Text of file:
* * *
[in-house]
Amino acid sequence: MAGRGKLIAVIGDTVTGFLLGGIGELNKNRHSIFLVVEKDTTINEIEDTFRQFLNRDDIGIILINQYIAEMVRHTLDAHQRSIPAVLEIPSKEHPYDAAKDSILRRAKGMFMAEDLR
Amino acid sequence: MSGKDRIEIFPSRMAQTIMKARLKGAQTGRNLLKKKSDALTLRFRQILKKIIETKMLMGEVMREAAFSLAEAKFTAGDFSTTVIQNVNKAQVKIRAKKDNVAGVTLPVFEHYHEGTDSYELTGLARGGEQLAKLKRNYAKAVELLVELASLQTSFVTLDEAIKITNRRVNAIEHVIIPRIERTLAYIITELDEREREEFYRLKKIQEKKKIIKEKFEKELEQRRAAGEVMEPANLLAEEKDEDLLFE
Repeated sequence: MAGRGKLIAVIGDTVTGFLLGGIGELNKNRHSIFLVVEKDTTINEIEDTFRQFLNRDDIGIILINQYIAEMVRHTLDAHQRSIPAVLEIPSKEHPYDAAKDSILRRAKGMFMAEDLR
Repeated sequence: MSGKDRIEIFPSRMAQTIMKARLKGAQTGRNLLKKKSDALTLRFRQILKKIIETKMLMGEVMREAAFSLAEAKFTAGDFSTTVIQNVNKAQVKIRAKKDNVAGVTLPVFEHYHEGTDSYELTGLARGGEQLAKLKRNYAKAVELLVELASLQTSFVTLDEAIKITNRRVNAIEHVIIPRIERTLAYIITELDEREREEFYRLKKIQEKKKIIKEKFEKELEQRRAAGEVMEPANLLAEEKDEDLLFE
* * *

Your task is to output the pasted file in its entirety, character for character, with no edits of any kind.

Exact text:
[in-house]
Amino acid sequence: MAGRGKLIAVIGDTVTGFLLGGIGELNKNRHSIFLVVEKDTTINEIEDTFRQFLNRDDIGIILINQYIAEMVRHTLDAHQRSIPAVLEIPSKEHPYDAAKDSILRRAKGMFMAEDLR
Amino acid sequence: MSGKDRIEIFPSRMAQTIMKARLKGAQTGRNLLKKKSDALTLRFRQILKKIIETKMLMGEVMREAAFSLAEAKFTAGDFSTTVIQNVNKAQVKIRAKKDNVAGVTLPVFEHYHEGTDSYELTGLARGGEQLAKLKRNYAKAVELLVELASLQTSFVTLDEAIKITNRRVNAIEHVIIPRIERTLAYIITELDEREREEFYRLKKIQEKKKIIKEKFEKELEQRRAAGEVMEPANLLAEEKDEDLLFE
Repeated sequence: MAGRGKLIAVIGDTVTGFLLGGIGELNKNRHSIFLVVEKDTTINEIEDTFRQFLNRDDIGIILINQYIAEMVRHTLDAHQRSIPAVLEIPSKEHPYDAAKDSILRRAKGMFMAEDLR
Repeated sequence: MSGKDRIEIFPSRMAQTIMKARLKGAQTGRNLLKKKSDALTLRFRQILKKIIETKMLMGEVMREAAFSLAEAKFTAGDFSTTVIQNVNKAQVKIRAKKDNVAGVTLPVFEHYHEGTDSYELTGLARGGEQLAKLKRNYAKAVELLVELASLQTSFVTLDEAIKITNRRVNAIEHVIIPRIERTLAYIITELDEREREEFYRLKKIQEKKKIIKEKFEKELEQRRAAGEVMEPANLLAEEKDEDLLFE